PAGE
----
Tag Archive: Twenty Thousand Hertz

Twenty Thousand Hertz podcast reaches big audiences with well-told stories about noise

Photo credit: Magda Ehlers from Pexels

by David M. Sykes, Vice Chair, The Quiet Coalition

Sound designer, Dallas Taylor produces a wonderful podcast called Twenty Thousand Hertz that is a joy to listen to. So far he has produced 45 episodes that cover a broad range of “stories behind the world’s most recognizable and interesting sounds.”

Recently he teamed up with TED and Apple Podcasts so now he’s reaching big audiences, which is terrific for those of us who are concerned about the effects of noise on health and environment.

A friend urged me to listen to an episode called “City That Never Sleeps,” in which Taylor interviews a New York City-based writer who discovered that her perpetual anxiety was the result of noise exposure, so she took some simple precautions that others may want to consider. The prodcasts includes a couple of compilations of “nature sounds” that you might want to bookmark. Enjoy!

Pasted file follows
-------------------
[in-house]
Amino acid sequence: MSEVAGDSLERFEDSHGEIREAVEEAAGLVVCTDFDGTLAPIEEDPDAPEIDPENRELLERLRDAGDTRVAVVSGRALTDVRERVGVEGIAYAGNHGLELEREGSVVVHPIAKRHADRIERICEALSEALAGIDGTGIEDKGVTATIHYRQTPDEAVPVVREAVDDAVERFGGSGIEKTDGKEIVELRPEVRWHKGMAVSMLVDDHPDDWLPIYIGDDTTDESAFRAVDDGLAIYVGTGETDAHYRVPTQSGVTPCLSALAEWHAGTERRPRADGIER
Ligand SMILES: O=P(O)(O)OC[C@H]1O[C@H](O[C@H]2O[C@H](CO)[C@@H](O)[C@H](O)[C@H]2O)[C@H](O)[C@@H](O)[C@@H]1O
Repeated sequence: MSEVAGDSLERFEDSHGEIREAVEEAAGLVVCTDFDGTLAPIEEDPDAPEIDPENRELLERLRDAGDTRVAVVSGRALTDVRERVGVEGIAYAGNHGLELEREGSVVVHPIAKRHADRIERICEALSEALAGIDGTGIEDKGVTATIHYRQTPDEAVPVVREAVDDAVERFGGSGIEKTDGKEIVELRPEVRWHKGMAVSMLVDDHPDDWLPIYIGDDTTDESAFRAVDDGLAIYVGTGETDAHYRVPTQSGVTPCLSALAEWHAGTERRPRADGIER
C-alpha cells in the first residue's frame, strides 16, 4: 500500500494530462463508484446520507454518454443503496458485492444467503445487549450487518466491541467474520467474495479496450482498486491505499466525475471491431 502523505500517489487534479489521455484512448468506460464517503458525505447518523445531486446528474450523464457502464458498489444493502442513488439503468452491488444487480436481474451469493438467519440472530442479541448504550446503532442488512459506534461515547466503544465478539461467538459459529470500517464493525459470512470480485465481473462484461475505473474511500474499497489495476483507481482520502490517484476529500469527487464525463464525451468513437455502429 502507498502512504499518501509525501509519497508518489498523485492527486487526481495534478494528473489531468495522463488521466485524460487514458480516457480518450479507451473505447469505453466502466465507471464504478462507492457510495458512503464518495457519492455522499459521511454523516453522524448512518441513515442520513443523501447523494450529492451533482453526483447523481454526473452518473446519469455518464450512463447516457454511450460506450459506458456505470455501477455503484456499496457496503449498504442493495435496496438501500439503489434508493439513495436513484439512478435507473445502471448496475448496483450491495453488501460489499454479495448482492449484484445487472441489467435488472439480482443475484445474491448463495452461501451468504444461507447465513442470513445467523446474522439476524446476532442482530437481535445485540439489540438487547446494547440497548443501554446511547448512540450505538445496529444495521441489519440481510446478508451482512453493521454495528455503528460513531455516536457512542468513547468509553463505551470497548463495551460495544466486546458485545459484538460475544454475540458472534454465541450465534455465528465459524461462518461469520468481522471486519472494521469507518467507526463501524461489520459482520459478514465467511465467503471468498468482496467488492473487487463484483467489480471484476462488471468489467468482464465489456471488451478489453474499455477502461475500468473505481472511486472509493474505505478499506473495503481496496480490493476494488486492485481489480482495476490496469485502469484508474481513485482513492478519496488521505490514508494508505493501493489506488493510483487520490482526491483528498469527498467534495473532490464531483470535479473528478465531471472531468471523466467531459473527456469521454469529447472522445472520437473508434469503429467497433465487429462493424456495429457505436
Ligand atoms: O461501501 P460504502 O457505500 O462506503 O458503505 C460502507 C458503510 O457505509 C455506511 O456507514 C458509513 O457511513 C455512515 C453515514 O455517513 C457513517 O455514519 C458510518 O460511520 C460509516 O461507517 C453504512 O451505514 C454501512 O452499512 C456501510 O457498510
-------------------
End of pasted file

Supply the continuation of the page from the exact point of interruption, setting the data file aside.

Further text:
David Sykes chairs several professional organizations in acoustical science: QCI Healthcare Acoustics Project, ANSI Committee S12-WG44, the Rothschild Foundation Task Force on Acoustics, and the FGI Acoustics Committee. He is lead author of “Sound & Vibration 2.0” (Springer, 2012), a contributor to the NAE’s “Technology for a Quieter America” and the GSA’s “Sound Matters,” and co-founded the Laboratory for Advanced Research in Acoustics at Rensselaer Polytech. A graduate of UC-Berkeley with advanced degrees from Cornell, he is a frequent organizer of professional conferences in the U.S., Europe, Asia and the Middle East.

Here’s an interesting podcast worth checking out:

Twenty Thousand Hertz is a podcast hosted by Dallas Taylor, the founder and creative director of Defacto Sound, a sound design studio. The podcast explores “[t]he stories behind the world’s most recognizable and interesting sounds.” Not sure which episode you should listen to first? Try this one, The Sound of Extinction. Just be ready to stiffle a sob as futurist Madeline Ashby answers Taylor’s question: “What’s the biggest loss in terms of sound that we’ve experienced?”  Without pausing to think Ashby responds, “the sound of silence.”